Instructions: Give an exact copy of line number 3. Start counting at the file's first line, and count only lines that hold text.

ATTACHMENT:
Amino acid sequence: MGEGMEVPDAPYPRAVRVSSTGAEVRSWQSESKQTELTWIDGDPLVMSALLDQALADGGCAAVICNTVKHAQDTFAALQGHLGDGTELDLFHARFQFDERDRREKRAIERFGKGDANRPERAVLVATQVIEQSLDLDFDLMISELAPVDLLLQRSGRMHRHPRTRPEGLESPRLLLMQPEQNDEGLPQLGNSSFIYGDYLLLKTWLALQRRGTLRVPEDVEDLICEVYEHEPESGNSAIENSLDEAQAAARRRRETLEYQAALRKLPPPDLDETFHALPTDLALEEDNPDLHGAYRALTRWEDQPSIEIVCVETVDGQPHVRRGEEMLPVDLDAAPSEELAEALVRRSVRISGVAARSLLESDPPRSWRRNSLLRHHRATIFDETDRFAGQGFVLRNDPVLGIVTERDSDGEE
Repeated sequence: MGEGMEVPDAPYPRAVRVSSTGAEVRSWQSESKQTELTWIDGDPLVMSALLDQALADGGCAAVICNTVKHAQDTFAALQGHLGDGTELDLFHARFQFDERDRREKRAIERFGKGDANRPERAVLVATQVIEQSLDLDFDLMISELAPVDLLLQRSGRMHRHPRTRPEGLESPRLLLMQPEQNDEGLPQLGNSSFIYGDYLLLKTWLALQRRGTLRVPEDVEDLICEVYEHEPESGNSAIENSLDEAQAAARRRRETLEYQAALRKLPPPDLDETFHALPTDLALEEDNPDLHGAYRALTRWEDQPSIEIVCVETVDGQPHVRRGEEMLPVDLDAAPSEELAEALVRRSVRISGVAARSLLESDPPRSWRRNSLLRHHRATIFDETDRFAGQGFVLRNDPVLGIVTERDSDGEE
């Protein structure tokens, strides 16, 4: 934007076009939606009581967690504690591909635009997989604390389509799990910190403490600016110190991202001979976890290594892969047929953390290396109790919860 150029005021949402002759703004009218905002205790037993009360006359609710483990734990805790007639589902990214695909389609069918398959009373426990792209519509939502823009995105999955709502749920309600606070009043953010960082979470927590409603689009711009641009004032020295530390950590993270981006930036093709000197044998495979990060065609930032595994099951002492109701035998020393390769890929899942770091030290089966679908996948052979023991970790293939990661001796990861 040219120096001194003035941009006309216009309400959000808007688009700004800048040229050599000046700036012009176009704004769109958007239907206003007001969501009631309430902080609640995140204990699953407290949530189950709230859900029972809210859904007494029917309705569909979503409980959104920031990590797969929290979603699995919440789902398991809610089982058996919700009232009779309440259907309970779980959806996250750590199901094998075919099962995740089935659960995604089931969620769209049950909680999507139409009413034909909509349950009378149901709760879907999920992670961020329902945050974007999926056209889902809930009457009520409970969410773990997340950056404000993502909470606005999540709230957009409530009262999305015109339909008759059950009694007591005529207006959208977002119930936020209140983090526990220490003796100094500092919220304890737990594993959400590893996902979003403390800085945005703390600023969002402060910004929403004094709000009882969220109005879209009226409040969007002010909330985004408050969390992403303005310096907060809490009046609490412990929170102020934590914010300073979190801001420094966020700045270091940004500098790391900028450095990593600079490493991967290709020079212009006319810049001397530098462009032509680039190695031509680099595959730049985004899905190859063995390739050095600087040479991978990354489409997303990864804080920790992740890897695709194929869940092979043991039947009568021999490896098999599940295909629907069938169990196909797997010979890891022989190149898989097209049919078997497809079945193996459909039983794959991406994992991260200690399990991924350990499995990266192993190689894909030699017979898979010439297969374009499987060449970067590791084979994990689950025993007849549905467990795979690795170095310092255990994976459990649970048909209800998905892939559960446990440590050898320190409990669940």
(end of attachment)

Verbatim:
């Protein structure tokens, strides 16, 4: 934007076009939606009581967690504690591909635009997989604390389509799990910190403490600016110190991202001979976890290594892969047929953390290396109790919860 150029005021949402002759703004009218905002205790037993009360006359609710483990734990805790007639589902990214695909389609069918398959009373426990792209519509939502823009995105999955709502749920309600606070009043953010960082979470927590409603689009711009641009004032020295530390950590993270981006930036093709000197044998495979990060065609930032595994099951002492109701035998020393390769890929899942770091030290089966679908996948052979023991970790293939990661001796990861 040219120096001194003035941009006309216009309400959000808007688009700004800048040229050599000046700036012009176009704004769109958007239907206003007001969501009631309430902080609640995140204990699953407290949530189950709230859900029972809210859904007494029917309705569909979503409980959104920031990590797969929290979603699995919440789902398991809610089982058996919700009232009779309440259907309970779980959806996250750590199901094998075919099962995740089935659960995604089931969620769209049950909680999507139409009413034909909509349950009378149901709760879907999920992670961020329902945050974007999926056209889902809930009457009520409970969410773990997340950056404000993502909470606005999540709230957009409530009262999305015109339909008759059950009694007591005529207006959208977002119930936020209140983090526990220490003796100094500092919220304890737990594993959400590893996902979003403390800085945005703390600023969002402060910004929403004094709000009882969220109005879209009226409040969007002010909330985004408050969390992403303005310096907060809490009046609490412990929170102020934590914010300073979190801001420094966020700045270091940004500098790391900028450095990593600079490493991967290709020079212009006319810049001397530098462009032509680039190695031509680099595959730049985004899905190859063995390739050095600087040479991978990354489409997303990864804080920790992740890897695709194929869940092979043991039947009568021999490896098999599940295909629907069938169990196909797997010979890891022989190149898989097209049919078997497809079945193996459909039983794959991406994992991260200690399990991924350990499995990266192993190689894909030699017979898979010439297969374009499987060449970067590791084979994990689950025993007849549905467990795979690795170095310092255990994976459990649970048909209800998905892939559960446990440590050898320190409990669940």